Joseph Addison: Christian Statesman

 

Joseph Addison (1672-1719), lived a fascinating life as an essayist, poet, playwright, and politician in England. He was born near Wiltshire, the son of Rev. Lancelot Addison, but the family moved to Lichfield, where the elder Addison was appointed dean of the cathedral.

Addison was educated at Charterhouse school (where he met his longtime friend and collaborator Richard Steele), and then at Queen's College, Oxford, where he excelled in Latin and the classics. Later, he became a fellow at Magdalen College, Oxford. There he developed his interest in poetry, writing some himself, and publishing in 1694 a book on the lives of English poets and a translation of Virgil's Georgics.

He had reportedly planned to go into ministry (as his father), but his academic work had caught the attention of some influential nobles who employed him in a diplomatic role to enable him to travel Europe, writing and studying politics, which "altered his intent." Upon the death of King William III in 1702, his benefactors lost their influence, and Addison returned unemployed to England.

He began writing more, and his poem The Campaign (commemorating 1703's Battle of Blenheim) brought him acclaim. His friends in the British government appointed him a commissioner of appeals, and, in 1705, the Undersecretary of State, where he accompanied the First Lord of the Treasury (the office today known as Prime Minister) on several diplomatic trips. Later, he served as a Member of Parliament from 1708 to his death

During a visit to Ireland, he met Jonathan Swift, rekindling his love of writing. He began regularly contributing essays for the Tatler, a literary journal started by his friend Steele. In 1711, the two together founded The Spectator newspaper, which greatly influenced England's public discourse. Later, several of his essays were published as Evidences of the Christian Religion. "Addison and Richard Steele were for a reconciliation of the harsh austerities of Puritans with the careless profligacy of the Restoration. They were in fact great moralists."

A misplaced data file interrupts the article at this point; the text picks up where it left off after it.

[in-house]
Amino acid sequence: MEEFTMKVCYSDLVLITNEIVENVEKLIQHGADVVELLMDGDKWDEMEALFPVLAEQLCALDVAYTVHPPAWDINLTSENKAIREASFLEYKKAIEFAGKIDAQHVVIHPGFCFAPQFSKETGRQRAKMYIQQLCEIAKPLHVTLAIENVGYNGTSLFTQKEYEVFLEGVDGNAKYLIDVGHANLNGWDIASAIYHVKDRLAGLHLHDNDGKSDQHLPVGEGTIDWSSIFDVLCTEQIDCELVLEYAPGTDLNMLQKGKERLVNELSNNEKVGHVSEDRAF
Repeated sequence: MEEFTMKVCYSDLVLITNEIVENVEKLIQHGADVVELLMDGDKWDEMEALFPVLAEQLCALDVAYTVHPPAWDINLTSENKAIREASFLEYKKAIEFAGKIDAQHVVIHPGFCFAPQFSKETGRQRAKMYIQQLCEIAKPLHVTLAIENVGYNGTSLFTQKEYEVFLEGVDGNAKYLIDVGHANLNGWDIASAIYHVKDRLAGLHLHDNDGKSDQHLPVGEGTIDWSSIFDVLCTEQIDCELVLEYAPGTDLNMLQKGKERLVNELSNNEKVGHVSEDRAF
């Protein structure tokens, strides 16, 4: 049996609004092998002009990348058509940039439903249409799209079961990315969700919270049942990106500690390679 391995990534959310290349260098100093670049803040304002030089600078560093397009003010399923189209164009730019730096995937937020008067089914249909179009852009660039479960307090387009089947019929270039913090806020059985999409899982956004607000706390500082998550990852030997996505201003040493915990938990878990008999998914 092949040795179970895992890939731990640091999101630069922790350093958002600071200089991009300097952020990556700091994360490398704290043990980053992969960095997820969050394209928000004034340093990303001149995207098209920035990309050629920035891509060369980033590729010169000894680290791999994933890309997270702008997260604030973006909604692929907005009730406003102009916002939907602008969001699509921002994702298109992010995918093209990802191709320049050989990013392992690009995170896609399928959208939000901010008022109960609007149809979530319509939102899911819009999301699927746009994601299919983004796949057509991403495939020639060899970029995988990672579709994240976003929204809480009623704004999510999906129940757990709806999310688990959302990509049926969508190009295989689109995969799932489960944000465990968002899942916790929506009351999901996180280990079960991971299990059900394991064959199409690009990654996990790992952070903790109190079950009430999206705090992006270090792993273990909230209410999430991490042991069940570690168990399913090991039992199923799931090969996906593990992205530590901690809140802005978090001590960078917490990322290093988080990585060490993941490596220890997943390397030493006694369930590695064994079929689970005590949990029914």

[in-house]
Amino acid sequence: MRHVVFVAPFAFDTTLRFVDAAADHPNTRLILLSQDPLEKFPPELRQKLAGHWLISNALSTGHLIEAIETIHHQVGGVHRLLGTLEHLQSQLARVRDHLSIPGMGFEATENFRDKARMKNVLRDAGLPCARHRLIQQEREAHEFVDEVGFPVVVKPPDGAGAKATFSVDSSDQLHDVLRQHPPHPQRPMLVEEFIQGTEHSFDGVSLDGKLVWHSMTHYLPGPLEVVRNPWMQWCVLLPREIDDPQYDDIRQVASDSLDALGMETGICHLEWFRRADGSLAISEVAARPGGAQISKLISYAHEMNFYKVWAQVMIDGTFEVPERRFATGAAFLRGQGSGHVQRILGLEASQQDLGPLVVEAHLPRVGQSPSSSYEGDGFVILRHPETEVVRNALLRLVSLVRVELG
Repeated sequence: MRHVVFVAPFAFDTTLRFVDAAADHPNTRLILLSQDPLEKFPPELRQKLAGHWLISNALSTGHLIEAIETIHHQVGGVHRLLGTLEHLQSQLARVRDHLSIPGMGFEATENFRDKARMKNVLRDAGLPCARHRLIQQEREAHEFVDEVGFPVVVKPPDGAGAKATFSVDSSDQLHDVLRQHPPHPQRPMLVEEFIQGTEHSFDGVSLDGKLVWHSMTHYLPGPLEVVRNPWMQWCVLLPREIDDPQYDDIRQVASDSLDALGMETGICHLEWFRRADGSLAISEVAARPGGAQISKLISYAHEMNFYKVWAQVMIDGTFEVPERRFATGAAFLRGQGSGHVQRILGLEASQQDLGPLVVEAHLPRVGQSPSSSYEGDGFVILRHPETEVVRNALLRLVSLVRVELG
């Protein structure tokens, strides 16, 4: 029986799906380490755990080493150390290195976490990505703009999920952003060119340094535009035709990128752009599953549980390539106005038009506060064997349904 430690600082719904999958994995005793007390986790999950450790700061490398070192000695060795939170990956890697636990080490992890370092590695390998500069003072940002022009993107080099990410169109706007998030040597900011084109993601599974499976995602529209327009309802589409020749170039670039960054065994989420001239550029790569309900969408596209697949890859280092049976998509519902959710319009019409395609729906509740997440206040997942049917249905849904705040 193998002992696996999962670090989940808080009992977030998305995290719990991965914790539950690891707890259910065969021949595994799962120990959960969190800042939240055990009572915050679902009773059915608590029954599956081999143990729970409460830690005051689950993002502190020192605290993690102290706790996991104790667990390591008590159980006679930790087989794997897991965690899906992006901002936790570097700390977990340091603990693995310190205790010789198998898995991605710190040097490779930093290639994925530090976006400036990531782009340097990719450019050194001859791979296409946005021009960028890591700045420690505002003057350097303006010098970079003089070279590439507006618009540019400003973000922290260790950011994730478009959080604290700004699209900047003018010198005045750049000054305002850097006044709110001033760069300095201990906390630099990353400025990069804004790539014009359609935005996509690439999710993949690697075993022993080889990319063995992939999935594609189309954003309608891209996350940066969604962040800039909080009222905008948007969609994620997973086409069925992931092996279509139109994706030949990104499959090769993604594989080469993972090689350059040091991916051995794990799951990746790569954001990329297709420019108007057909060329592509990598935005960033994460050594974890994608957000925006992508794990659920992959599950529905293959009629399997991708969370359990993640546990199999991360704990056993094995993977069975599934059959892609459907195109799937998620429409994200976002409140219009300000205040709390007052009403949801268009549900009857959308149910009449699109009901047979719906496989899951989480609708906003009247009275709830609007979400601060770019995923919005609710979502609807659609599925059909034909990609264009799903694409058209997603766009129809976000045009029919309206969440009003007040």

He wrote several plays, including Cato, which was immensely popular in its day. Its themes of freedom, resistance to tyranny, and honor in the face of opposition made it a strong influence on the thinking and rhetoric of many American patriots (including Patrick Henry, Nathan Hale, and George Washington). Addison also wrote several hymns including "When All Thy Mercies O My God" and "The Spacious Firmament on High". Perhaps the latter is his most important contribution in this area.

In 1716, he married the dowager countess of Warwick, a widow whose son he had tutored. He was again engaged in the government cabinet, appointed as Secretary of State for the Southern Department in 1717, his health began to fail, however, and he had to resign after just one year.

It is said that during his last illness, Addison sent for a young nobleman of very irregular life and loose opinions, saying, "I have sent for you that you may see how a Christian can die." Suffering from asthma and dropsy, he died at only 47 years of age, and was buried in Westminster Abbey.

"Well done, thou good and faithful servant" (Matt. 25:21).

Bernard R. DeRemer chronicled the lives of dozens of heroes of the faith in more than a decade of writing for Pulpit Helps Magazine. He continues to serve in this capacity as a volunteer contributor to Disciple. He lives in West Liberty, Ohio.

References:Who Was Who in Church History, by Elgin S. Moyer, excerpts used by permission of Moody Publishers; Wikipedia "Joseph Addison", http://en.wikipedia.org/wiki/Joseph_Addison.

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